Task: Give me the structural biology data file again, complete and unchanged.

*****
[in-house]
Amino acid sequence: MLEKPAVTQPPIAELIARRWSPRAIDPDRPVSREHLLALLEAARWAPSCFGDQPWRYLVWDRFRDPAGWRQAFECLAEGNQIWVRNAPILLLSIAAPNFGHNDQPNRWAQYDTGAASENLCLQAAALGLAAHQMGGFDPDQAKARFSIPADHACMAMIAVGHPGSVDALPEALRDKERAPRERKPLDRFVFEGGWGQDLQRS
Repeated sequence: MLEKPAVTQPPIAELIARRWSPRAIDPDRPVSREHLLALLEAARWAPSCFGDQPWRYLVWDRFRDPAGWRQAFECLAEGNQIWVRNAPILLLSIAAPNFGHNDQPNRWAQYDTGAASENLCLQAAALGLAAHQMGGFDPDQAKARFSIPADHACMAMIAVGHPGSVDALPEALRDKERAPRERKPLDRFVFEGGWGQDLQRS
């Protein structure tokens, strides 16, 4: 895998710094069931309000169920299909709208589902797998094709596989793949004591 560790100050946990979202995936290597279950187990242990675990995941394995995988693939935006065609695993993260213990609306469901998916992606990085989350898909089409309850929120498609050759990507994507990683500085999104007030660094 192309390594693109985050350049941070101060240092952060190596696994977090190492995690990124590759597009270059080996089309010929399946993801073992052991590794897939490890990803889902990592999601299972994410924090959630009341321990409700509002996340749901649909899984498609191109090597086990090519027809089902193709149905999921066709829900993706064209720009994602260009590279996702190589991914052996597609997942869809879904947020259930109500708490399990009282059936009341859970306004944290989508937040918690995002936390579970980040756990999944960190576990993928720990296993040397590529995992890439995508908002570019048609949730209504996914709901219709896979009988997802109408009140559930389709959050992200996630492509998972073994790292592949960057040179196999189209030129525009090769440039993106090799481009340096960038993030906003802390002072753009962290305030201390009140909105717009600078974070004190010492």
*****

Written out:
[in-house]
Amino acid sequence: MLEKPAVTQPPIAELIARRWSPRAIDPDRPVSREHLLALLEAARWAPSCFGDQPWRYLVWDRFRDPAGWRQAFECLAEGNQIWVRNAPILLLSIAAPNFGHNDQPNRWAQYDTGAASENLCLQAAALGLAAHQMGGFDPDQAKARFSIPADHACMAMIAVGHPGSVDALPEALRDKERAPRERKPLDRFVFEGGWGQDLQRS
Repeated sequence: MLEKPAVTQPPIAELIARRWSPRAIDPDRPVSREHLLALLEAARWAPSCFGDQPWRYLVWDRFRDPAGWRQAFECLAEGNQIWVRNAPILLLSIAAPNFGHNDQPNRWAQYDTGAASENLCLQAAALGLAAHQMGGFDPDQAKARFSIPADHACMAMIAVGHPGSVDALPEALRDKERAPRERKPLDRFVFEGGWGQDLQRS
């Protein structure tokens, strides 16, 4: 895998710094069931309000169920299909709208589902797998094709596989793949004591 560790100050946990979202995936290597279950187990242990675990995941394995995988693939935006065609695993993260213990609306469901998916992606990085989350898909089409309850929120498609050759990507994507990683500085999104007030660094 192309390594693109985050350049941070101060240092952060190596696994977090190492995690990124590759597009270059080996089309010929399946993801073992052991590794897939490890990803889902990592999601299972994410924090959630009341321990409700509002996340749901649909899984498609191109090597086990090519027809089902193709149905999921066709829900993706064209720009994602260009590279996702190589991914052996597609997942869809879904947020259930109500708490399990009282059936009341859970306004944290989508937040918690995002936390579970980040756990999944960190576990993928720990296993040397590529995992890439995508908002570019048609949730209504996914709901219709896979009988997802109408009140559930389709959050992200996630492509998972073994790292592949960057040179196999189209030129525009090769440039993106090799481009340096960038993030906003802390002072753009962290305030201390009140909105717009600078974070004190010492």